Jackson v. Kelly, Nos. 10-1, 10-3 (4th Cir. Apr. 25, 2011):
The Fourth Circuit has cited the recent Supreme Court decision of Cullen v. Pinholster twice now: Once in the Tice case, in a footnote, and now in Jackson v. Kelly, which was handed down yesterday (see No. 10-1). Cullen requires a federal court reviewing a 2254 petition, in making a 2254(d)(1) determination, to limit its review to the record that was before the state court that adjudicated the claim on the merits. In other words, when a habeas petitioner’s claim has been adjudicated on the merits in state court, a federal court is precluded from supplementing the record with facts adduced for the first time at a federal evidentiary hearing to determine whether the state court's adjudication was unreasonable or contrary to federal law.
In Jackson, the Supreme Court of Virginia denied habeas relief in a death-penalty case. The E.D. Va. (Brinkema, J.) conducted an evidentiary hearing, deemed the Supreme Court of Virginia's factual finding "an unreasonable determination of the facts in light of the evidence," and granted habeas relief. The Fourth Circuit, invoking Cullen, limited its own review only to the facts presented in the state court, and thus did not consider any of the federal evidentiary hearing.
The district court did not have the benefit of Cullen's guidance when it determined that an evidentiary hearing was warranted. It is now clear, however, that the district court's reliance on material developed at the federal evidentiary hearing was at odds with AEDPA's placement of "primary responsibility [for habeas review] with the state courts."
Importantly, the district court improperly assessed the potency or genuineness of the mitigation evidence before the state court. Instead, the district court should have assessed the existence of such evidence and attempted to determined whether such evidence was a refutation by clear and convincing evidence of the Supreme Court of Virginia's factual conclusion.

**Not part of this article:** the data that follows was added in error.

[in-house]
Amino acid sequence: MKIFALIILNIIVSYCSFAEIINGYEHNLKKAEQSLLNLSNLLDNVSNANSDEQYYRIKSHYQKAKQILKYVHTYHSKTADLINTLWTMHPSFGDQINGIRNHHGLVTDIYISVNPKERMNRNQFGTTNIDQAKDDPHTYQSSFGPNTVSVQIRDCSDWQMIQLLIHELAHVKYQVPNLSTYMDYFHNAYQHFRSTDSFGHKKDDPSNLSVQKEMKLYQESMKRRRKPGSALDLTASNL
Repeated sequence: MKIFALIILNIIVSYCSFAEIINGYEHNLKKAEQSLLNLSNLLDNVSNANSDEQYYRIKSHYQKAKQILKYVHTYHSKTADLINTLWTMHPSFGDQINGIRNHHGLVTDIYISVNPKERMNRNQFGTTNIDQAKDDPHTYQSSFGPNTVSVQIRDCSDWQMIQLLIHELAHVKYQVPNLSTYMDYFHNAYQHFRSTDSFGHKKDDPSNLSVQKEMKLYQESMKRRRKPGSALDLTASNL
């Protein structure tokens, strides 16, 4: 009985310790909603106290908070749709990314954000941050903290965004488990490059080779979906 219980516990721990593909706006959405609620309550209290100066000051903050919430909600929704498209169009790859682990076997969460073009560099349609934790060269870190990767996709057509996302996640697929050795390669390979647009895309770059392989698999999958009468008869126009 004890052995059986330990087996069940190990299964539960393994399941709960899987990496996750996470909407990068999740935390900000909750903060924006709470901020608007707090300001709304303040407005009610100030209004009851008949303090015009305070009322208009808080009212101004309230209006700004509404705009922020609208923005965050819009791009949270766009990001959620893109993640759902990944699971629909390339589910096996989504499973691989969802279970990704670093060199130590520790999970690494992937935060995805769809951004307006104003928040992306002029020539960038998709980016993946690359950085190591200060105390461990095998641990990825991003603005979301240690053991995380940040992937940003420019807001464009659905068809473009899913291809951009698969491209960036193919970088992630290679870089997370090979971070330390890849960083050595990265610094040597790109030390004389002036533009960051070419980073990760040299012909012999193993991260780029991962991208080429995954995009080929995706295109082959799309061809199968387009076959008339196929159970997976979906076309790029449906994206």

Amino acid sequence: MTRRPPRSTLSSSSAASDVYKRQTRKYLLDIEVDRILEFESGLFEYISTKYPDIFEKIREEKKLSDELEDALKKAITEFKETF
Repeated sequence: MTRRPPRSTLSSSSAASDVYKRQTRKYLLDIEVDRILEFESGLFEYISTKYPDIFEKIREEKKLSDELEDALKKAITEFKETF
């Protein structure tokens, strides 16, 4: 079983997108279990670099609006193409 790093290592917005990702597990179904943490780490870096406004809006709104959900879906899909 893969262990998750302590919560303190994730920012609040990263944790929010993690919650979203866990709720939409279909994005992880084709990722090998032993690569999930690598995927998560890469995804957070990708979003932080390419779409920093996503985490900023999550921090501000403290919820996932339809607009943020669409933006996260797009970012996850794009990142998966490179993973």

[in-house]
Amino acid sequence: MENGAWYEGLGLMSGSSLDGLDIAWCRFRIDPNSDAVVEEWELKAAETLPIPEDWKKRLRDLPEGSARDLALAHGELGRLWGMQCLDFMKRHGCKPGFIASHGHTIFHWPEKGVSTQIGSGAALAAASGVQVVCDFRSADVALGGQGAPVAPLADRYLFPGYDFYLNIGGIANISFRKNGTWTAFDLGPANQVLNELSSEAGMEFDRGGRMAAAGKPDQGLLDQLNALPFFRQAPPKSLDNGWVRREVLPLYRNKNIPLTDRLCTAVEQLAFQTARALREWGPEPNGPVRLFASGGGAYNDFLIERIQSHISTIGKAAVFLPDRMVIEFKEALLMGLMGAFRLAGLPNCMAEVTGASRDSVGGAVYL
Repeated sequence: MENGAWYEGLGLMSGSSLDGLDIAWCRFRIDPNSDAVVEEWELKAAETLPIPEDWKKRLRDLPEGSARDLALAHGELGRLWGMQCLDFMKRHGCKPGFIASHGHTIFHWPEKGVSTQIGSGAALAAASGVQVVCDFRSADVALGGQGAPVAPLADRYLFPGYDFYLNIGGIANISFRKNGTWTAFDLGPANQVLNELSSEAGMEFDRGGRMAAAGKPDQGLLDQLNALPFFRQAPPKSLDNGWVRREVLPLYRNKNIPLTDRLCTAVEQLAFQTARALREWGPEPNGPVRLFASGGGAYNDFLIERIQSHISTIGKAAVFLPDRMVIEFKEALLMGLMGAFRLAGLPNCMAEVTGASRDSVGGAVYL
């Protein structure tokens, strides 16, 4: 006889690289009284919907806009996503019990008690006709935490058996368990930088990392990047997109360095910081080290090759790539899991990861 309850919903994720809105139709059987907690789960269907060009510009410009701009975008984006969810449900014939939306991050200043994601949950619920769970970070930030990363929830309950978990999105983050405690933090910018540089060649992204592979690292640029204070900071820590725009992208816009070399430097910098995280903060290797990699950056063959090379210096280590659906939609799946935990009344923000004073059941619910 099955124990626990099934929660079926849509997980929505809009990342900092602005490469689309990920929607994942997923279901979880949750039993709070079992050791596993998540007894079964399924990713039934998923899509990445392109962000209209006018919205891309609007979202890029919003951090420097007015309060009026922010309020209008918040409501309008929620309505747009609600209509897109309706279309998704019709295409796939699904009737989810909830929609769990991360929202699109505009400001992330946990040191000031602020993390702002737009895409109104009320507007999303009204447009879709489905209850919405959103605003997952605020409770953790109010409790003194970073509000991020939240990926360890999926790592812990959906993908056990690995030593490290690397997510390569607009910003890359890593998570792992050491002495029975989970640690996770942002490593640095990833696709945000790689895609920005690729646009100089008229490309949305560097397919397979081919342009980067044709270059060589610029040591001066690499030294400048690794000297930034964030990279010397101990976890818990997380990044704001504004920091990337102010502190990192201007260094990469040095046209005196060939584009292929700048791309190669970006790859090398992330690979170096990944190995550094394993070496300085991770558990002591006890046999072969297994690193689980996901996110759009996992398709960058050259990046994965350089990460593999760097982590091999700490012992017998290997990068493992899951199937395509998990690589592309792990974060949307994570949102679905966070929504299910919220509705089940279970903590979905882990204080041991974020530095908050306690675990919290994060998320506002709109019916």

The Fourth Circuit concluded that the state court’s finding that petitioner had not shown prejudice was not "clearly unreasonable" and that the district court erred by holding otherwise. The Fourth Circuit determined that the writ of habeas corpus was "improvidently granted."
Commencement of Statute of Limitations: Petitioner filed his oversized habeas petition with the Supreme Court of Virginia, along with a motion to file an oversized petition. SCV denied, and ordered him to submit an appropriately sized petition. A month later, Petitioner filed a smaller petition. The Fourth Circuit holds that the SOL begins running from the original filing. The oversized petition was a "properly filed application" because it was neither rejected nor dismissed by the SCV. Instead, petitioner was directed to file a "corrected petition" in a timely manner. The SCV's emphasis on "correction" indicates that the requested alteration constituted an amendment to petitioner's initial filing.
Equitable Tolling in Reliance on EDVA's Extension Grant. The EDVA granted a stay of execution and granted petitioner an extension of time to file his 2254. The EDVA granted him the extension to file his 2254 until the day that the one-year SOL would have run from the original (oversized) filing. Petitioner relied on the EDVA's grant of the extension when timing the submission of his 2254. The Fourth Circuit holds that even if the government is correct that petitioner's oversized petition was not "properly filed," petitioner would be entitled to equitable tolling (due to reliance on the EDVA's extension).